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Archive for July 2nd, 2009

John Adams, a prominent Massachusetts lawyer, liked to mince words.  A seasoned orator often accused of being overly enamored with the sound of his own voice, Adams didn’t address a lot of topics that weren’t worth talking about for a long time.  Ok…actually he did.  In later years, his penchant for pontification (coupled with his Santa-Claus-like figure) earned him the nickname “His Rotundity”.

But when speaking of Independence Day in a letter to wife Abigail, he kept it pretty simple.  He wrote:  “I am apt to believe that it will be celebrated by succeeding generations as the great anniversary festival.  It ought to be commemorated as the Day of Deliverance by solemn acts of devotion to God Almighty.  It ought to be solemnized with pomp and parade, with shows, games, sports, guns, bells, bonfires, and illuminations from one end of this continent to the other from this time forward forever more.“

Now it may come as a surprise to some that Adams wasn’t writing about July 4th. Yeah, it’s the day we celebrate our independence from Great Britain. But for the members of the Second Continental Congress, “Independence Day” didn’t occur then.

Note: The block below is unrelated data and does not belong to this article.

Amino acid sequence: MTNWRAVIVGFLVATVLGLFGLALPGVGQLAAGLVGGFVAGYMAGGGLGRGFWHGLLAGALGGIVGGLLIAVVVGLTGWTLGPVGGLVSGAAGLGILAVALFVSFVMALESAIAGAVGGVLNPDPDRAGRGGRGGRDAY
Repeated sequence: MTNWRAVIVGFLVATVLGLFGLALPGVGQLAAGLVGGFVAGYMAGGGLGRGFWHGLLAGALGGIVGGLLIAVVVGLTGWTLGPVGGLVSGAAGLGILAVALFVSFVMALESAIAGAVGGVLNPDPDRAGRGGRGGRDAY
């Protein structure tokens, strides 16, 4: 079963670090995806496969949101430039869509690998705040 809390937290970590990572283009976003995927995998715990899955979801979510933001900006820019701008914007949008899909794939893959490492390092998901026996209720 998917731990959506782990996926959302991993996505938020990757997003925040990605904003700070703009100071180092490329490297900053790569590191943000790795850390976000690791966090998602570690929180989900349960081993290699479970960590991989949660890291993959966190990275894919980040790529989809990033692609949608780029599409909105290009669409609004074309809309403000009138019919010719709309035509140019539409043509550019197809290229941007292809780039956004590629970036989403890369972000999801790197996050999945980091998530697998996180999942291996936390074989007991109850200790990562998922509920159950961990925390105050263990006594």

It actually started almost a month before (on June 7, 1776), when Richard Henry Lee, another lawyer (from Virginia), proposed what became known as The Lee Resolution.  It called for a formal severing of ties with the British Crown and declared the Colonies independent.  But before actually committing the Resolution to a vote, some time was taken for the Congressional delegates to consolidate their support and gain the necessary votes for passage.  Furthermore, five delegates were formed into a committee to draft an official declaration of independence.

A final draft copy was presented to the Congress on the 28th of June, and debate and counting votes began in earnest on July 1st.

And on July 2, 1776, a breaththrough was achieved when South Carolina’s delegates changed their position and voted for independence.  In addition, Delaware’s deadlock was broken, and John Dickinson and Robert Morris abstained in Pennsylvania’s delegation.  The final vote showed a unanimous vote among the 13 Colonies…sort of.  Only 12 voted as the delegates from New York (in the heart of Tory country) hadn’t yet received authority from their constituents to vote on independence (they got it the following week).

Ties with Great Britain and the King had officially been ended, and this event, on the 2nd, was what put Adams’ pen to paper.

So why do we celebrate Independence Day on the 4th of July?  Well, after the vote on the 2nd, Congress had to approve the language of what was to become one of America’s two most famous documents…the Declarlation of Independence.  That approval came on the 4th and it’s when printing and distribution of the document commenced.

Recommended Reading: 1776

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